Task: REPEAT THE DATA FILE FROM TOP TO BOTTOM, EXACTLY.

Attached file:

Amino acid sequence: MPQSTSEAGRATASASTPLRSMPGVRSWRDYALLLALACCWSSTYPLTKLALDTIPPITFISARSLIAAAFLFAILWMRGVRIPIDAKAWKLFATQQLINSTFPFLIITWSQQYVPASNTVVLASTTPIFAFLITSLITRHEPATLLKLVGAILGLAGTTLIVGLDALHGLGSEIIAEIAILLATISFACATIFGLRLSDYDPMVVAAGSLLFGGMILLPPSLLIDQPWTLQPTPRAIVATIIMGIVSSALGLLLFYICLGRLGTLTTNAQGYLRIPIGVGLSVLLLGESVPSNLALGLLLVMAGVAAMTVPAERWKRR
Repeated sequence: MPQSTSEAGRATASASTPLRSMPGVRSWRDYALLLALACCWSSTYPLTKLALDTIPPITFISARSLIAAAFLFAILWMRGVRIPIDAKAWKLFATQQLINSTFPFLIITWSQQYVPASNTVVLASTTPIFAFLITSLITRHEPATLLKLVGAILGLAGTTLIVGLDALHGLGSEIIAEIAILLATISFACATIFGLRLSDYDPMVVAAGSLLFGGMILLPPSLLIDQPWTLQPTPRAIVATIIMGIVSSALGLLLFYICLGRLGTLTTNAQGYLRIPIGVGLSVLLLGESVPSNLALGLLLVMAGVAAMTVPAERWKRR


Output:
Amino acid sequence: MPQSTSEAGRATASASTPLRSMPGVRSWRDYALLLALACCWSSTYPLTKLALDTIPPITFISARSLIAAAFLFAILWMRGVRIPIDAKAWKLFATQQLINSTFPFLIITWSQQYVPASNTVVLASTTPIFAFLITSLITRHEPATLLKLVGAILGLAGTTLIVGLDALHGLGSEIIAEIAILLATISFACATIFGLRLSDYDPMVVAAGSLLFGGMILLPPSLLIDQPWTLQPTPRAIVATIIMGIVSSALGLLLFYICLGRLGTLTTNAQGYLRIPIGVGLSVLLLGESVPSNLALGLLLVMAGVAAMTVPAERWKRR
Repeated sequence: MPQSTSEAGRATASASTPLRSMPGVRSWRDYALLLALACCWSSTYPLTKLALDTIPPITFISARSLIAAAFLFAILWMRGVRIPIDAKAWKLFATQQLINSTFPFLIITWSQQYVPASNTVVLASTTPIFAFLITSLITRHEPATLLKLVGAILGLAGTTLIVGLDALHGLGSEIIAEIAILLATISFACATIFGLRLSDYDPMVVAAGSLLFGGMILLPPSLLIDQPWTLQPTPRAIVATIIMGIVSSALGLLLFYICLGRLGTLTTNAQGYLRIPIGVGLSVLLLGESVPSNLALGLLLVMAGVAAMTVPAERWKRR